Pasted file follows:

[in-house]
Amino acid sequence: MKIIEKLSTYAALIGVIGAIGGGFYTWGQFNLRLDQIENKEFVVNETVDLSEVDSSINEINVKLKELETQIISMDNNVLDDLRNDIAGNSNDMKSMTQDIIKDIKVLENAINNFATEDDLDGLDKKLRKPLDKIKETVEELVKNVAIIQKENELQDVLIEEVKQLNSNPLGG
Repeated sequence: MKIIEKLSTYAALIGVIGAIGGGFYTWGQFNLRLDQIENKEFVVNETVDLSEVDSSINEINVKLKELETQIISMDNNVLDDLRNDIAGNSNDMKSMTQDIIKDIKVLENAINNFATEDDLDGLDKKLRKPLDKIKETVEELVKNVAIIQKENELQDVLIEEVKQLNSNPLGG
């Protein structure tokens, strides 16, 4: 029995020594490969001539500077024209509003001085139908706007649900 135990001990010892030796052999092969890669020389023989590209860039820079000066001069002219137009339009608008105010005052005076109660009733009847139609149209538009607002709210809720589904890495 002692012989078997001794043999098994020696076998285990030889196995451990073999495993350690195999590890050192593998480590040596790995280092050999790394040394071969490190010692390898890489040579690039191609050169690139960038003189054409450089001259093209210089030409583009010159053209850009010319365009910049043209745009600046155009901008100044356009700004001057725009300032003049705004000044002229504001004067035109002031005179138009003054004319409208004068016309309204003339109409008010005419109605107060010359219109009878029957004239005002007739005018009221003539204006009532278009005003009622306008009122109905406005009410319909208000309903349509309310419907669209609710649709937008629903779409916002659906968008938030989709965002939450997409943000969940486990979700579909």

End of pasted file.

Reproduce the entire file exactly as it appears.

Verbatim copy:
[in-house]
Amino acid sequence: MKIIEKLSTYAALIGVIGAIGGGFYTWGQFNLRLDQIENKEFVVNETVDLSEVDSSINEINVKLKELETQIISMDNNVLDDLRNDIAGNSNDMKSMTQDIIKDIKVLENAINNFATEDDLDGLDKKLRKPLDKIKETVEELVKNVAIIQKENELQDVLIEEVKQLNSNPLGG
Repeated sequence: MKIIEKLSTYAALIGVIGAIGGGFYTWGQFNLRLDQIENKEFVVNETVDLSEVDSSINEINVKLKELETQIISMDNNVLDDLRNDIAGNSNDMKSMTQDIIKDIKVLENAINNFATEDDLDGLDKKLRKPLDKIKETVEELVKNVAIIQKENELQDVLIEEVKQLNSNPLGG
């Protein structure tokens, strides 16, 4: 029995020594490969001539500077024209509003001085139908706007649900 135990001990010892030796052999092969890669020389023989590209860039820079000066001069002219137009339009608008105010005052005076109660009733009847139609149209538009607002709210809720589904890495 002692012989078997001794043999098994020696076998285990030889196995451990073999495993350690195999590890050192593998480590040596790995280092050999790394040394071969490190010692390898890489040579690039191609050169690139960038003189054409450089001259093209210089030409583009010159053209850009010319365009910049043209745009600046155009901008100044356009700004001057725009300032003049705004000044002229504001004067035109002031005179138009003054004319409208004068016309309204003339109409008010005419109605107060010359219109009878029957004239005002007739005018009221003539204006009532278009005003009622306008009122109905406005009410319909208000309903349509309310419907669209609710649709937008629903779409916002659906968008938030989709965002939450997409943000969940486990979700579909």